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posted: 11/1/2017 10:05 PM

Editorial: Moving beyond awareness of opioid crisis

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  • Lake County sheriff's deputies have used naloxone to save 25 opioid overdose victimes in 2017, more than in all of 2015 and 2016 combined.

      Lake County sheriff's deputies have used naloxone to save 25 opioid overdose victimes in 2017, more than in all of 2015 and 2016 combined.
    Gilbert R. Boucher II | Staff Photographer

 
The Daily Herald Editorial Board

"We want the community to know -- If you are in need of help, just ask."

So said Lake County Sheriff Mark Curran in a Daily Herald report by staff writer Lee Filas showing that with two months to go in 2017, Lake County deputies already have used naloxone to revive an opiate-overdose victim more times than in 2015 and 2016 combined.

The county's 25th use of the anti-opiate drug came Friday to save the life of a 23-year-old man who overdosed inside a vehicle in Deer Park.

At this stage of a crisis decades in the making, such statistics hardly will surprise anyone who has paid the least bit of attention to the news. But they still are alarming. That Curran introduced his offer of help with a call to community awareness is evidence in itself that some people still aren't getting the message.

Lake County Coroner Dr. Howard Cooper reports in Filas' story that even with the rescues, overdose deaths in Lake County are trending upward in 2017, with 45 deaths so far and three suspected cases awaiting confirmation. To some degree, every county in the six-county region around Chicago is seeing similar trends. Lake County's latest rescue came a day after President Donald Trump declared the opioid epidemic a national health emergency.

This emergency clearly requires coordinated efforts among local, state and national agencies. It also requires constant awareness of our communities and all of us residents. Indeed, in a Facebook Live presentation last week posted by the PBS NewsHour, Brian Griffith, curriculum supervisor for secondary health and physical education with Frederick County Public Schools in Maryland, emphasized the simple role of family behavior.

"Family is the primary educator," Griffith said. "We know how important a healthy family dinner is where the TV is turned off and families actually communicate."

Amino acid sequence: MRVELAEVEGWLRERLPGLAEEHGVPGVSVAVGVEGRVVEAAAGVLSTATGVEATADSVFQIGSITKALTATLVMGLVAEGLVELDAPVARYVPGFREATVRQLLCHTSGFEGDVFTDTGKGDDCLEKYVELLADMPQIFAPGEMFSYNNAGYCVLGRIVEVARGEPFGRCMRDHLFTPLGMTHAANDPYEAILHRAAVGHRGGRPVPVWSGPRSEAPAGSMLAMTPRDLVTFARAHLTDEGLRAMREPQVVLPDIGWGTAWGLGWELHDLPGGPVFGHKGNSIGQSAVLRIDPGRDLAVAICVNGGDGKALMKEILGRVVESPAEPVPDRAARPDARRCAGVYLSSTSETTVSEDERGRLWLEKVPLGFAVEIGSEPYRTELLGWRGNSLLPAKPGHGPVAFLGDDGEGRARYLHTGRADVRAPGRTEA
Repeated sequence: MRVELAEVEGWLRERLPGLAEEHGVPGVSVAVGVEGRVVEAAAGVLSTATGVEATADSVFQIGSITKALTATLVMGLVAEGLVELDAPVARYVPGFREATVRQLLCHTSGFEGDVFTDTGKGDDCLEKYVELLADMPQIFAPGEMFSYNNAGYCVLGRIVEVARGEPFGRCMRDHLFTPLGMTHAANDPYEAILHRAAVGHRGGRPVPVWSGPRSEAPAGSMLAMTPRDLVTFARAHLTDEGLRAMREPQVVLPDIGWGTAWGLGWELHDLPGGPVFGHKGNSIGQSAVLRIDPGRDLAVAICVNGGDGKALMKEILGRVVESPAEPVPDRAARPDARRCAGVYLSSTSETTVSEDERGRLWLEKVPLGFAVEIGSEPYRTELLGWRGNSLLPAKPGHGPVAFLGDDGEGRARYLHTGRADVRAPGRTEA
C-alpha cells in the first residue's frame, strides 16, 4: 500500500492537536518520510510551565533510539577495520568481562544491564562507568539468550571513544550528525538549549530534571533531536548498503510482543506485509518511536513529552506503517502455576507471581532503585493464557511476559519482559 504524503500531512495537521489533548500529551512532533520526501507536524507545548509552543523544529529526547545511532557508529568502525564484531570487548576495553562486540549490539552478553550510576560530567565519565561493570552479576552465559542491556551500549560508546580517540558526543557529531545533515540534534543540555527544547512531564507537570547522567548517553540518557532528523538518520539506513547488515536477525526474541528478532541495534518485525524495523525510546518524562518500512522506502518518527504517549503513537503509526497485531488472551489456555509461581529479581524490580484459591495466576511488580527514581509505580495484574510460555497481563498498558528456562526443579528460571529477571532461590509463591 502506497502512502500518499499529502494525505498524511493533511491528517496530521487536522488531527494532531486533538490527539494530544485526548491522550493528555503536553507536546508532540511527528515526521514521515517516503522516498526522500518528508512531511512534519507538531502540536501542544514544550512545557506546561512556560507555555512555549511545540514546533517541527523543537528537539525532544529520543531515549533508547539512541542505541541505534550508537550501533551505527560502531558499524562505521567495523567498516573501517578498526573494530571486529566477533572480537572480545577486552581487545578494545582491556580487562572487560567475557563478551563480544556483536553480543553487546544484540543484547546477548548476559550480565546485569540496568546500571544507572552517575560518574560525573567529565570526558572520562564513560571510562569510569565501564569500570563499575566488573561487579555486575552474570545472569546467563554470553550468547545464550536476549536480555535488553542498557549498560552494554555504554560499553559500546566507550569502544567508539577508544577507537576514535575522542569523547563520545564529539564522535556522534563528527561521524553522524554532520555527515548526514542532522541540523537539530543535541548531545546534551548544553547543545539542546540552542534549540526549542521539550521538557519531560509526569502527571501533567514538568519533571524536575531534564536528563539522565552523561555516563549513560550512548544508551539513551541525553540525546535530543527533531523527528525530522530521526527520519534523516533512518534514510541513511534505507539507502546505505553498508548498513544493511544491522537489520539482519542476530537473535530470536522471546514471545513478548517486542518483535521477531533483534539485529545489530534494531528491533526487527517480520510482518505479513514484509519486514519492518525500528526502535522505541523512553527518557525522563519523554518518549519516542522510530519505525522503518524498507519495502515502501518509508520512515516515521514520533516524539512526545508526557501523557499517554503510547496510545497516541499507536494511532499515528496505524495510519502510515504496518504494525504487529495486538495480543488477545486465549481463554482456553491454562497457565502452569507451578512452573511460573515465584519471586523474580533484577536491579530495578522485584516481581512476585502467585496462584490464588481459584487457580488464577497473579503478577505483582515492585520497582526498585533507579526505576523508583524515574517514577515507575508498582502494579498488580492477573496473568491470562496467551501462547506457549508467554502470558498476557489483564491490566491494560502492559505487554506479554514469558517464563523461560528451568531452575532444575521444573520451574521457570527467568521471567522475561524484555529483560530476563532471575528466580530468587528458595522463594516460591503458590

Resources are available to help, too. The national Substance Abuse and Mental Health Services Administration offers a free Opioid Overdose Prevention Toolkit that offers strategies for identifying opioid problems and preventing overdoses and deaths.

Local school districts are growing increasingly active in efforts to educate parents and students about the dangers of both illegal opioids like heroin and prescription pain killers. Northwest Suburban High School District 214, working in conjunction with the Link Together Coalition, has developed a series of lectures by Buffalo Grove High School student assistance coordinator Bob Leece called "What Every Parent Needs to Know" to help parents navigate questions about risky behaviors with their children. For information about the next class in the series, scheduled for next spring, contact the coalition by email at linktogethercoalition@gmail.com.

In addition, the Live4Lali organization offers free naloxone trainings and dose kits at its walk-in clinic and also can schedule private trainings for organizations.

Lack of awareness, one would think, is not the issue anymore when it comes to opioid dangers.

Yet the continuing increase in deaths and rescues like those in Lake County are ever-present reminders that awareness alone isn't enough. We all have to think also in terms of actions, even if, to return to Curran's remarks, it's as simple as asking for help.

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